Every week night when I was little, I watched The Polka Dot Door and dreamed of playing the piano just like Herbert Helbig. When it was over, my younger brother and I would race to turn off the TV before that scary music started up with the man with the spooky face. As we grew older, my brother became brave: ignoring my protests he would watch just a few moments of Doctor Who before we switched the set off. (He claims I was the brave one, but I do not believe him.)
A few years later we were watching fairly regularly, but we were not really hooked. Then PBS announced that they would show Doctor Who from the beginning. We weren’t home that night, so we set our Beta VCR to record it. This was the early 1980s: TV Ontario was showing nearly-current color episodes with the 4th and 5th doctors. But it was An Unearthly Child, a black and white episode nearly two decades old, that made us fall in love with Doctor Who.
In Canada at that time, Doctor Who was a fringe phenomenon; the existence of fans probably would have been a mystery to most people. My brother and I hunted down every bit of information we could get our hands on: target novelizations, the FASA’s Doctor Who role playing game, Doctor Who Magazine, publications describing early stories. The use of the term “season” was a mystery to me then, but I knew I liked the sound of Season 5. I was crushed to learn it no longer existed. I imagined schemes to recover the lost episodes: racing them into space to pick up the radio signals, reading them from the brains of viewers who remembered, and of course travelling back in time.
We joined the Type 40 Doctor Who club that met monthly in the National Research Council’s wood-panelled granite building out by the Ottawa river. We were the youngest members, surrounded by middle-aged men who huddled around a TV and VCR watching bootlegged tapes. Orphan episodes in particular had been copied so many times they were virtually unwatchable, messes of grey blobs and a rushing sound that drowned out dialog. When Patrick Troughton died, the club showed a degraded copy of The Enemy of the World 3. When Evil of the Daleks 2 was found, we watched that too. With a surplus VHS, my brother and I borrowed and copied tapes of everything we could get.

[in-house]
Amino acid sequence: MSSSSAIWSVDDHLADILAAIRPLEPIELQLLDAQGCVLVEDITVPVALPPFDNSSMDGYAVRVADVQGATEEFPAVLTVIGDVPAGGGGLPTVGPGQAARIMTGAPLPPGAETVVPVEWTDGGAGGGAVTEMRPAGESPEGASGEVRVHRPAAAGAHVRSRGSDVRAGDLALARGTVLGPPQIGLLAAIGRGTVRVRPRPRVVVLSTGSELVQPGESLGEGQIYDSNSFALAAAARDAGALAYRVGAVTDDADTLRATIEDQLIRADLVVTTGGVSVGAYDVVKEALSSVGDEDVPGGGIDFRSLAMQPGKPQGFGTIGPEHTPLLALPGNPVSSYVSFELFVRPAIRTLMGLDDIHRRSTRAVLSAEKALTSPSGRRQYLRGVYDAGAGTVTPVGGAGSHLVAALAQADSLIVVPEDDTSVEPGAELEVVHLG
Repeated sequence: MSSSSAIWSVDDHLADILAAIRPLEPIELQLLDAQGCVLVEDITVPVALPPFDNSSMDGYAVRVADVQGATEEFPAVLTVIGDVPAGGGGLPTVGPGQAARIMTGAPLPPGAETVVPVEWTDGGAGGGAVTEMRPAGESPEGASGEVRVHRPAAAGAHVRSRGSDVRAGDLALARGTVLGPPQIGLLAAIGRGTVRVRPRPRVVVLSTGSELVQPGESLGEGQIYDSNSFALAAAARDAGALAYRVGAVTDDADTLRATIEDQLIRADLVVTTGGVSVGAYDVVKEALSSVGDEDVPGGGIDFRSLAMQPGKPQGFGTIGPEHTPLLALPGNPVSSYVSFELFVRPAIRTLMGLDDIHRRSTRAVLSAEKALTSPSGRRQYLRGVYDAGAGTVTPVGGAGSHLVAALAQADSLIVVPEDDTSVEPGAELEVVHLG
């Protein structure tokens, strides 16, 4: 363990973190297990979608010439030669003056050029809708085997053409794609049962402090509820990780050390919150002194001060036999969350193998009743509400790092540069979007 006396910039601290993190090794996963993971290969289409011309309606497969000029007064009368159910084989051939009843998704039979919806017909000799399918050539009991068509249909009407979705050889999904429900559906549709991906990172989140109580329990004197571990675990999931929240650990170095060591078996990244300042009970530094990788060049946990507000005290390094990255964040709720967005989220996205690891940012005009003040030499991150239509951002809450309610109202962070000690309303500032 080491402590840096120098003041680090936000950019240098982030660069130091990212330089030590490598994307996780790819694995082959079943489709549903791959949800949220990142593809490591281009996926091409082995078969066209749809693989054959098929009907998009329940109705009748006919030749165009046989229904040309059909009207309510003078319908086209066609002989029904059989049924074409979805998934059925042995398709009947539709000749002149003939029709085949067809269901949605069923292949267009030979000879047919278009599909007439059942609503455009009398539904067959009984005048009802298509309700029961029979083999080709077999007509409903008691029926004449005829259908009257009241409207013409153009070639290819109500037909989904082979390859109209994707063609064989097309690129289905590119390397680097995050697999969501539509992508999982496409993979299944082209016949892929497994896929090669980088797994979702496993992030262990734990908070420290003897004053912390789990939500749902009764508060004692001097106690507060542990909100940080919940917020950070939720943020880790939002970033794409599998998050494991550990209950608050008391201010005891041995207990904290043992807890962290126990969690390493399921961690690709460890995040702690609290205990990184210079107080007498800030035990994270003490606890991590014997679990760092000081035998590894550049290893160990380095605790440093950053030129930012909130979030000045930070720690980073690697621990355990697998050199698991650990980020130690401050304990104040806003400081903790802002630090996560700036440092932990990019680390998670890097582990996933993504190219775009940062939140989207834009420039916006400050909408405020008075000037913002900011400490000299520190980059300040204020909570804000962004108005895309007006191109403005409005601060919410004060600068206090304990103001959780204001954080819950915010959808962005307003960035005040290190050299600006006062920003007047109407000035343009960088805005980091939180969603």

We taped episodes regularly on TVO and PBS; when we visited grandparents we took a VCR and grabbed episodes from other PBS stations (I saw Talons of Weng-Chiang in my grandparents’ dark house when everyone had gone to bed). VCR failure was a serious event; I learned to open up the machine to disentangle and re-align the tape. Eventually we managed to wear the machine out. We completed our collection when YTV broadcast one episode per day (with commercial breaks threatening to increase our costs: an L-750 Beta videotape at the high-quality Beta II setting could only fit 7 episodes). By 1991 we had the entire extant series on Beta videotape, including orphan episodes. I still have the tapes.
My favorite Doctor was Patrick Troughton (from The Five Doctors and Box of Delights); my favorite monsters were the Cybermen. The black and white episodes are the most special to me. Many of them show a foreign but familiar culture (British, 1960s) projected into an outdated imaginary future (contrasting strongly with the brash alien arrogance of Star Trek, now also fascinating as a reflection of its time).
When the new series arrived it didn’t hold my attention for long. With its extravagant season finales, humanized Doctor, focus on present-day Earth, indulgent self-importance and frenetic pacing it was not the show I had loved. I understand the producer was inspired by the genius of Buffy, but it didn’t work for me. Tenant in particular, though I can see why he is well liked, combined my two least favorite doctors, Davison and Pertwee. Regardless, I think the program would have been better with less money. The old series profited from a miserly budget that forced an emphasis on script, character, and atmosphere over action and spectacle. Look at the second Doctor’s face at the end of episode 2 of The Moonbase, when he realizes the Cybermen are right there in the room with him: I will take that any day over high-quality special effects, location filming, or armies of extras. Despite excellent episodes like Blink and Human Nature, I left Doctor Who behind me.
Then in October I read the rumors of whole rediscovered stories; I had trouble concentrating on other things. When The Tomb of the Cybermen was found in 1991, it was my most wanted story (though I was shocked and disappointed by the carton racism). If I had made a list of my next two choices, the stories recovered this year probably would have topped it. For years – perhaps decades – I have dreamed my own version of The Enemy of the World. It is wonderful to be able to see for the first time episodes made before I was born.
Now I have started watching Matt Smith’s portrayal. My Doctor is back: deceptive, arbitrary, unknowable, ultimately good but not always nice. I can believe this is the man who sabotaged the fluid links in The Daleks, whose curiosity led people to their deaths in The Tomb of the Cybermen, who tricked Ace into facing her fears in Ghostlight, who refused to save a dying cleaning woman in Cat’s Cradle: Warhead because she knew the evil her employer was up to, yet failed to sacrifice her livelihood in a futile attempt to stop it: the man who in that magical first episode, An Unearthly Child, toyed with the lives of companions he was later to come to respect. I have high hopes for Peter Capaldi in seasons to come.